1.UK – P2P
P2P Finance News reports:
“JUSTUS has joined the bank referral scheme by signing up with business finance aggregator Funding Options to provide loans to sole traders.
The peer-to-peer property lender has already funded its maiden sole trader loan valued at £15,000 through Funding Options.
“With the British Business Bank, government and the UK’s leading clearing banks all coming together to help limited companies access finance through the new bank referral scheme, we put together a proposal to Funding Options to establish a lending programme for the unbanked sole traders,” Lee Birkett, founder of JustUs, said.
“Under UK credit regulations, sole traders are treated as regulated personal borrowers. Many sole traders find access to credit extremely difficult as the majority of regulated loans are underwritten electronically with a ‘computer says no’ outcome for many. At JustUs, a qualified human underwriter will assess the loan applications with a common sense approach.”
2. UK – P2P
“We discuss how peer to peer lending platforms (P2P) evaluate peer to peer loans. There are a range of P2P investment opportunities available on the market, but understanding which ones are safer than others depends on a number of factors; critically, how the loan originator assesses the quality of the loan.
The greatest risk posed to P2P investors is borrower default resulting in loss of funds. If the borrower is unable to repay their loan due to poor due diligence on the platform’s part or economic stress, perhaps due to unemployment, then investors may suffer losses.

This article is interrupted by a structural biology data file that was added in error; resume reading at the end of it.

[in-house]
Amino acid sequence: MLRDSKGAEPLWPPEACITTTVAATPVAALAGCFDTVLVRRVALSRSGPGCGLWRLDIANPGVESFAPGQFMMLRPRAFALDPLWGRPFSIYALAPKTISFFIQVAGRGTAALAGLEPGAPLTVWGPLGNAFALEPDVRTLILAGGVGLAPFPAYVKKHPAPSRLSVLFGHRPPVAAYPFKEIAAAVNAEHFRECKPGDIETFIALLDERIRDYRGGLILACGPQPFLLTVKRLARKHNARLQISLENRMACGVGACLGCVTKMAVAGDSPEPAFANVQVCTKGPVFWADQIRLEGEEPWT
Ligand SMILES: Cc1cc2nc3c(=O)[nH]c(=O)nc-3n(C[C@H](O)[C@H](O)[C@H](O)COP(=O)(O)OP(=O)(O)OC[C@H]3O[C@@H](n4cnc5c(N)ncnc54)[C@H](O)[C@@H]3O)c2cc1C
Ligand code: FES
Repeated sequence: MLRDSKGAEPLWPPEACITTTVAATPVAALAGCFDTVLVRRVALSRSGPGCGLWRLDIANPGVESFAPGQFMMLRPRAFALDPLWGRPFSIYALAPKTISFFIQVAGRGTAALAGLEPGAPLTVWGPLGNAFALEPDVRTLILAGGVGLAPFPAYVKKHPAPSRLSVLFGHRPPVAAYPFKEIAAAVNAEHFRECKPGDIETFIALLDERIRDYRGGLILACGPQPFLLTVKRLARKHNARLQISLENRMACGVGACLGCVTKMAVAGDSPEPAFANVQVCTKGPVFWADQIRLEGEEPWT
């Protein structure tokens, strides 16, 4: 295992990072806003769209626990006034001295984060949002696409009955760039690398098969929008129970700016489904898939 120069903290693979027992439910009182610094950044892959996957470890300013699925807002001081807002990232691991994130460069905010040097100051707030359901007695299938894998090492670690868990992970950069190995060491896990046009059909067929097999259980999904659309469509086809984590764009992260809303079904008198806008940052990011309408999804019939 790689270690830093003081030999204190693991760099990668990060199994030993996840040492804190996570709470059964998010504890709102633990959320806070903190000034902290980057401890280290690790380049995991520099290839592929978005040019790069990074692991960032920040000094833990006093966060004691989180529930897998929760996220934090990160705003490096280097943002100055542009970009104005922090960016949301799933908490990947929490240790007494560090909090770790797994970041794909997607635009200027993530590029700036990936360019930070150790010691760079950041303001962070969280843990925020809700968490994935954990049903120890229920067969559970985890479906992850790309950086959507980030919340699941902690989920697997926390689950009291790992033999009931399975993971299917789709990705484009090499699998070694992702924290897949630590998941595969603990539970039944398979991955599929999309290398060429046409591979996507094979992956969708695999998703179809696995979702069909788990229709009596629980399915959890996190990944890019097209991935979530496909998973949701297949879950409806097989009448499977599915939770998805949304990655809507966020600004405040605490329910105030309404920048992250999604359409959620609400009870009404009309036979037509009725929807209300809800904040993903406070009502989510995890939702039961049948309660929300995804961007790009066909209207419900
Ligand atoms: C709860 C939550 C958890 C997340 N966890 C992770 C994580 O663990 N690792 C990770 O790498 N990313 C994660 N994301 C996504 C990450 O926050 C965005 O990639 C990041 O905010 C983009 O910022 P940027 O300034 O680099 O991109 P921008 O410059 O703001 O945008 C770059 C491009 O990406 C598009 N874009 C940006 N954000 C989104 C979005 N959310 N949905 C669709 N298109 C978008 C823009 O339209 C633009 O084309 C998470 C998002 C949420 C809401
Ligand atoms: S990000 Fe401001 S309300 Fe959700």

Many P2P investments are secured with assets, such as property. If the asset hasn’t been accurately valued or the property market significantly dips, then it may drop in value and compromise the buffer of security protecting investors’ capital. For example, if the property value (i.e, security) is 125% the value of the loan and the property drops 50% in value, it is only worth 75% of the loan value, which means the property wouldn’t fully cover the debt owed should it need to be sold to recover the debt.
How a platform determines the creditworthiness of its borrowers and secures loans should be primary considerations when doing your research.”
3. US – Equity
Crowdfundinsider on JOBS Act latest.
“Way back in 2011, on the eve of the genesis of the Congressional legislation that became known as the Jumpstart Our Business Startups Act of 2012 (the JOBS Act), Mr. Weild penned an article in the Wall Street Journal on a subject that has captured widespread attention in recent years: the need for capital markets with rules tailored to facilitate trading in small cap securities – often referred to as venture markets. The title: “How to Revive Small Cap IPOs.”
The premise was simple. Absent federal legislation and SEC rulemaking which was “friendly” to the trading of small cap stocks in the secondary market, initial public offerings for these securities would be artificially limited. Friendly, of course, meant at the least, providing a market environment which would incentivize those in the business of buying and selling securities – licensed broker-dealers. Money naturally seeks “higher ground” – meaning higher returns.”